Maybe a visit to Casa Cacao to see what experts can then do with bean-to-bar chocolate.

But no, a Nestlé factory churning out industrial chocolate for the masses.

At the very least set within Hotel Chocolat. Each person have an expert on hand to advise. Then go through the rigorous selection process. But at a guess no one would have passed, and that would have been the end of the series.

Begs the question: Is this Channel 5 series sponsored by Nestlé?

Bullion bean to bar craft chocolate

February 6, 2020

What was I expecting? Coffee shop, large glass windows, beyond busy making chocolate?

I had trekked out from Sheffield city centre to Kelham Island, a desolate area of abandoned Victorian buildings, or at least caught a bus, choice of No 7 or No 8, driver not very helpful, had passed by where I needed to alight, with the eventual help of a lady at a flea market in one of the abandoned buildings, found Cutlery Works, in the far corner, a dim and dingy corner, Bullion, no one around, a sign instructing ding a bell. I decided to take a wander around the two floors of Cutlery Works, claimed to be the largest food hall in the North.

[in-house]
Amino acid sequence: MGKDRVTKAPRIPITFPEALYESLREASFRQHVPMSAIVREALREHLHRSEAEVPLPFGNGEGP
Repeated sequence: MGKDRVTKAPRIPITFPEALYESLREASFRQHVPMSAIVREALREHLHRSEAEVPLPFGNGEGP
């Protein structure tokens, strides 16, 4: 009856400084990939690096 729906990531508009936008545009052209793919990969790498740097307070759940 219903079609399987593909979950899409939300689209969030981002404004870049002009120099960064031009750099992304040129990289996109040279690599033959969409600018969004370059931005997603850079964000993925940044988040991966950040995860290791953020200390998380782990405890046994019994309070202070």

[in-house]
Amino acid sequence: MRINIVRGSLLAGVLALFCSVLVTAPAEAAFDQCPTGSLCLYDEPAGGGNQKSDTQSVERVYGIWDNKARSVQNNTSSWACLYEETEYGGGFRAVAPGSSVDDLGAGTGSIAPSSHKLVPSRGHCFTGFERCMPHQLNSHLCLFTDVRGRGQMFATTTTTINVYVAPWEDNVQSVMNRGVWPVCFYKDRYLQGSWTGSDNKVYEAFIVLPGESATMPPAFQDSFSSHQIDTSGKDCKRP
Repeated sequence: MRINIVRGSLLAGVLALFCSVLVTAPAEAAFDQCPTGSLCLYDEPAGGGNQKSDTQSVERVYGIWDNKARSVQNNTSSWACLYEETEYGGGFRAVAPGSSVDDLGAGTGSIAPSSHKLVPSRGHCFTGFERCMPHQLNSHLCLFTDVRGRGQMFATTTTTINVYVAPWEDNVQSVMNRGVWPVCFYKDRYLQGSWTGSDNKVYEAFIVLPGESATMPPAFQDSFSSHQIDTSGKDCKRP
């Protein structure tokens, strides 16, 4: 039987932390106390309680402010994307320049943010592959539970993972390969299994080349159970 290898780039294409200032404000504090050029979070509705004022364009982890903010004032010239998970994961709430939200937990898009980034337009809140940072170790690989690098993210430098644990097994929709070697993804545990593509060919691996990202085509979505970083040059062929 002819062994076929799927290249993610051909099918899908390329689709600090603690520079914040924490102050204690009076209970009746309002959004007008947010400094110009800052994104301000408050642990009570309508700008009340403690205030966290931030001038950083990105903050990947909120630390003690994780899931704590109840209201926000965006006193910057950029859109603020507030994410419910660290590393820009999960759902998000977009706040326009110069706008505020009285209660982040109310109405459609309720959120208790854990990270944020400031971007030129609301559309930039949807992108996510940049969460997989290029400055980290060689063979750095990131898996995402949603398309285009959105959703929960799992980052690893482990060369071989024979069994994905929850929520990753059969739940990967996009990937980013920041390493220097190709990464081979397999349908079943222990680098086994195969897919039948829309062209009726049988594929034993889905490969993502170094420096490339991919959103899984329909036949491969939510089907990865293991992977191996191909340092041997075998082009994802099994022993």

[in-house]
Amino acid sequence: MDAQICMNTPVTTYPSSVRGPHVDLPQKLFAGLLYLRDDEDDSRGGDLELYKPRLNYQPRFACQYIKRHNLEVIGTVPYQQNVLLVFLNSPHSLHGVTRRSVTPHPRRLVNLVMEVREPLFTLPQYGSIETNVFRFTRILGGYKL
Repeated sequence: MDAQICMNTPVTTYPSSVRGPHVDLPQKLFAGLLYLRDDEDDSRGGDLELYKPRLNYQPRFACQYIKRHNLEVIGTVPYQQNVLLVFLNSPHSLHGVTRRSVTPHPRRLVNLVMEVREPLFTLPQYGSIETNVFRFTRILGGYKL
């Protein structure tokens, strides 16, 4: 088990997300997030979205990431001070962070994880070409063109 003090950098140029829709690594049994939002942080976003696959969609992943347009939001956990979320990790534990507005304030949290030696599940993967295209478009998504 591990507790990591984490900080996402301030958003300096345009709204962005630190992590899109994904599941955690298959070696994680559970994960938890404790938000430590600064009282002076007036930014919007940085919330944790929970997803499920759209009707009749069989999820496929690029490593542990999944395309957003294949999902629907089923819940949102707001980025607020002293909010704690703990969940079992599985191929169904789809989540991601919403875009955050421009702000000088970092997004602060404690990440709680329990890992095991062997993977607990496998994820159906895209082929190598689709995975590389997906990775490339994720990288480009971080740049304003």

After a not very good coffee from Foundry Coffee Roasters, I returned to find now someone around.

A little crowd-funded coffee shop, not much larger than a kiosk, a seating area, and beyond, where bullion bean-to bar chocolate made.

I had encountered Bullion at Steam Yard, I was now at their chocolate making facility.

Three bars of chocolate, No 1, No 2, No 3. wrapped to look like bars of gold.

I thought Bullion, gold bars, expensive. No, though could be, cacao beans were used by the Mayans as currency, such did they value chocolate, which they consumed, not as bars or as chocolate, a hot spicy drink for their elite. Gold bars as currency.

Christopher Columbus encountered cacao beans on his fourth voyage, where he found to be used as currency.

Gonzalo Fernández de Oviedo, a seventeenth century writer and historian, gave an account of what the cacao beans would buy among the Nicaroa people.

  • one rabbit – ten beans
  • eight pieces of a local fruit munoncapot – four beans
  • the company of a lady – ten beans
  • a slave – one hundred beans